Sheepskin blankets, open-flame heaters and $12,000: How Farmhouse Tavern winterized their patio by building a barn

Sheepskin blankets, open-flame heaters and $12,000: How Farmhouse Tavern winterized their patio by building a barn

More Winter Patio Pivots

After eight years, Farmhouse Tavern finally has its own barn. The Junction Triangle restaurant’s new outdoor patio—built shortly after the province shut down indoor dining for a second time this year—is an appropriately rustic shelter, featuring element-blocking wood walls and a sloped roof, sheepskin throws on every seat and open-flame heaters between tables to keep diners warm. We spoke with owner Nancy Thornhill about the restaurant’s fast-paced barn-raising, and how she plans to keep things cozy (and delicious) throughout the cold winter months.

Step 1: If you build it, they will come

In the summer, Farmhouse Tavern’s patio fit 27 people, but it was uncovered and unheated—meaning the restaurant was planning to depend on seating guests inside throughout the winter. But when indoor dining was, once again, shut down on October 9, Thornhill knew she needed to winterize the patio—and fast. Thornhill enlisted construction and masonry firms to build what they’re calling “The Barn.” They did the work for about $12,000 in just three days. The Barn can seat 27 physically distanced patrons—the same number as the original patio—but sheltered from the elements. A corrugated steel roof has yet to be built. “When that happens, we’re going to have a barn raising,” Thornhill says, “but we’ll stagger the party so we don’t have too many people.”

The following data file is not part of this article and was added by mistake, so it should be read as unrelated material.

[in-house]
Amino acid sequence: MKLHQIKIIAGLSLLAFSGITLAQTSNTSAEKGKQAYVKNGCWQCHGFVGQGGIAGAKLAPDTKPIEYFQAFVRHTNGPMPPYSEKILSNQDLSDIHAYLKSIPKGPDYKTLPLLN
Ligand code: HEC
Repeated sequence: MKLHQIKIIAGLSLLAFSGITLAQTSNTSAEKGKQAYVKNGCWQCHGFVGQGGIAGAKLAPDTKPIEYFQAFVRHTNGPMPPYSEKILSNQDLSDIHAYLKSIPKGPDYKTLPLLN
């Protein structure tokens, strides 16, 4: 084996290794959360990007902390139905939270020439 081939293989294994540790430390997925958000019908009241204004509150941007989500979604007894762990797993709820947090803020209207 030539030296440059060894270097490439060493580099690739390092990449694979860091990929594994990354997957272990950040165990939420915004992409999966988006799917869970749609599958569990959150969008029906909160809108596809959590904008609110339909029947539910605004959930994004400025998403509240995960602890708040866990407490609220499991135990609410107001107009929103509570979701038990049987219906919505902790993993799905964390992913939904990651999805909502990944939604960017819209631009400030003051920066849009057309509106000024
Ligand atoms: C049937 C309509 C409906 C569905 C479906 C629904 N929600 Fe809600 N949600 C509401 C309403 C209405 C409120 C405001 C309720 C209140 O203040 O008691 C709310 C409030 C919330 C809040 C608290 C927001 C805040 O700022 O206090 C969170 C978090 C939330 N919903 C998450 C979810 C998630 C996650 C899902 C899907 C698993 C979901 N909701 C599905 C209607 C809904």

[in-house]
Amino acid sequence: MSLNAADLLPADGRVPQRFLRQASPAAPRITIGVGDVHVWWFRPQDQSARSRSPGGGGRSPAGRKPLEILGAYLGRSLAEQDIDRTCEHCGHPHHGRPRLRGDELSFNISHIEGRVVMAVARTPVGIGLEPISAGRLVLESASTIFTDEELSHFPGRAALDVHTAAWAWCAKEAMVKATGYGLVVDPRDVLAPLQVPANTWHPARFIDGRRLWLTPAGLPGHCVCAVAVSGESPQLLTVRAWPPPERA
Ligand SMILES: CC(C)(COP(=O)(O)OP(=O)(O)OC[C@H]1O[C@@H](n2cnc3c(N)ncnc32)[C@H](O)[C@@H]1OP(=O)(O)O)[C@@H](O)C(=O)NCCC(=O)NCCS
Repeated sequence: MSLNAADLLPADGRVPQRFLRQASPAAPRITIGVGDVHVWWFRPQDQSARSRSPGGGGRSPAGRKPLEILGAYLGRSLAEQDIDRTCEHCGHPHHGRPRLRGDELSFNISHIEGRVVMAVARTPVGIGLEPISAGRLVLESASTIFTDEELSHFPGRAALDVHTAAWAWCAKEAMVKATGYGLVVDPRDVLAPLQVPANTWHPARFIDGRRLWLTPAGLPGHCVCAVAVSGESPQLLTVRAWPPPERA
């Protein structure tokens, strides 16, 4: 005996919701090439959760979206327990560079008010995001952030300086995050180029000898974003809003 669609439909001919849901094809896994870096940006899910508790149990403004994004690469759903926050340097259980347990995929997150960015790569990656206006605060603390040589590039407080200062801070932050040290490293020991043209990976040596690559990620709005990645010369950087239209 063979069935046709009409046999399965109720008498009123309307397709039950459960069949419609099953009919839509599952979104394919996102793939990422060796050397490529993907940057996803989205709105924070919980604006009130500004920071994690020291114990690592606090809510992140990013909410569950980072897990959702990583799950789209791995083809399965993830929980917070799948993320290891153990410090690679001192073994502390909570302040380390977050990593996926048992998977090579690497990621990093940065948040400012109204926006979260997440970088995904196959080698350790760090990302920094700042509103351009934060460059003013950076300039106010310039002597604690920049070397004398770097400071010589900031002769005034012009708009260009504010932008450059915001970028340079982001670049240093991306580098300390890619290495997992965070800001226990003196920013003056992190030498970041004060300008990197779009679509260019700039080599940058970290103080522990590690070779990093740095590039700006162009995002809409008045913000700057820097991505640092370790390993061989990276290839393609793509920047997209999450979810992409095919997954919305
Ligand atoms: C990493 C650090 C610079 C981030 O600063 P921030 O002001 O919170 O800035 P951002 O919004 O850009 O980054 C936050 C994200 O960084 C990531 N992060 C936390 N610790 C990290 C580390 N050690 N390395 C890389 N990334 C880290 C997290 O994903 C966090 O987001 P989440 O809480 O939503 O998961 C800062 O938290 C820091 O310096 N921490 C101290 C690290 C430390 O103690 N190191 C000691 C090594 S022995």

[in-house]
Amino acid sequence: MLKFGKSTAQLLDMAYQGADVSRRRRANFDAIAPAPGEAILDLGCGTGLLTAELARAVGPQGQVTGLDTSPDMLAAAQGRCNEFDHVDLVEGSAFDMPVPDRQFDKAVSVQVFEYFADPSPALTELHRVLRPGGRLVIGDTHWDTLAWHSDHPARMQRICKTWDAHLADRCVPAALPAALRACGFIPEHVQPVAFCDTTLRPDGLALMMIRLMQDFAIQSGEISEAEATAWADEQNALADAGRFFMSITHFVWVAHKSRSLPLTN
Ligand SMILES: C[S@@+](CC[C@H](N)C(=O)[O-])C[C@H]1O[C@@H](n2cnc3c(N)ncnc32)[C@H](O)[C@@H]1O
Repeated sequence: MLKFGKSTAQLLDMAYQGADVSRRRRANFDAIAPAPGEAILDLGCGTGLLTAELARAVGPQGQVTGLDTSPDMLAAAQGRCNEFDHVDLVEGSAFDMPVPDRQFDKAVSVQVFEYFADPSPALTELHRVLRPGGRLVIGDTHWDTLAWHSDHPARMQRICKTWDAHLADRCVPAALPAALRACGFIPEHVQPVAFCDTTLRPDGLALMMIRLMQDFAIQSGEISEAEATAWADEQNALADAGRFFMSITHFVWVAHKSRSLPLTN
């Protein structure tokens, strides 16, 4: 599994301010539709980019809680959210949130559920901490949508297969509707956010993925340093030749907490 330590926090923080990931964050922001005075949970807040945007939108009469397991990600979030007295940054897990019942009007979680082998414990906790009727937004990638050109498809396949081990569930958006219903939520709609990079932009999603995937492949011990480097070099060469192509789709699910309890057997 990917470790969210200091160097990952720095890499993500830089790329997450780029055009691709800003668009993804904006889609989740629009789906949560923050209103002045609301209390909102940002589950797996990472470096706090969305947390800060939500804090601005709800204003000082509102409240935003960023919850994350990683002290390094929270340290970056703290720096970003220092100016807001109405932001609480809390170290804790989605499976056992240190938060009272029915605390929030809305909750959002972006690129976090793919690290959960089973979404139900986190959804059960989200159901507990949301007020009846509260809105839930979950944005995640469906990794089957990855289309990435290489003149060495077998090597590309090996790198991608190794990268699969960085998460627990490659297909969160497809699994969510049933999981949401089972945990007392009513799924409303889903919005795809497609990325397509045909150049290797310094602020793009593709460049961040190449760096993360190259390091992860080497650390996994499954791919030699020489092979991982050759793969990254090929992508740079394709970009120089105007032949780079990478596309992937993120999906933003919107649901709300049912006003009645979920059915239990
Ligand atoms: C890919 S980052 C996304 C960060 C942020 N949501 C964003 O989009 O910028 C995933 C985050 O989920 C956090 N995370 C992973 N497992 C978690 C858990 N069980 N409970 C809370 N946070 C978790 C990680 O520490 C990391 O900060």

Step 2: Make a (literally) hot new menu

As with many restaurants that have new, pandemic-friendly patios, Farmhouse is planning to get thematic with their winter menus, mapping out seasonally themed snacks and drinks—think mulled wine and maple syrup snow candy—to get patrons into a festive mood once the snow starts to fall. One of Thornhill’s big ideas is raclette, the oozy Alpine dish that involves melting cheese over potatoes, charcuterie and anything else that goes well with cheese. “Each table might have their own raclette grill,” Thornhill says, “which will actually generate even more heat to keep people warm.”

A selection of the new winter warmers


The current trout dish


Mushroom soup


Step 3: Plan for continuous change

Thornhill says Farmhouse will resume indoor dining as soon as the Ontario government says they can. But she’s taken taken steps to ensure the restaurant is making money even in the event of further restrictions: she’s now selling pantry items such as house-made ketchup and barbecue sauce, she’s turned part of the space into a small bottle shop, and there’s Farmhouse-branded merch for customers to bring home with takeout orders to enhance their at-home dining experiences.

Step 4: Engage the community

Thornhill took over ownership of Farmhouse Tavern in July, and will celebrate her six-month anniversary in January by offering $6 menu items. She’s also partnered with Romero House, a charity down the street, to provide brunch service for two families that use Romero’s services each weekend—on the new patio, if they like. “There’s research that shows that kids who sit together with their families for a meal once a week are more successful,” she says. “So I thought, well, that’s simple. We can offer that.”

Farmhouse Tavern, 1627 Dupont St., 416-936-8547,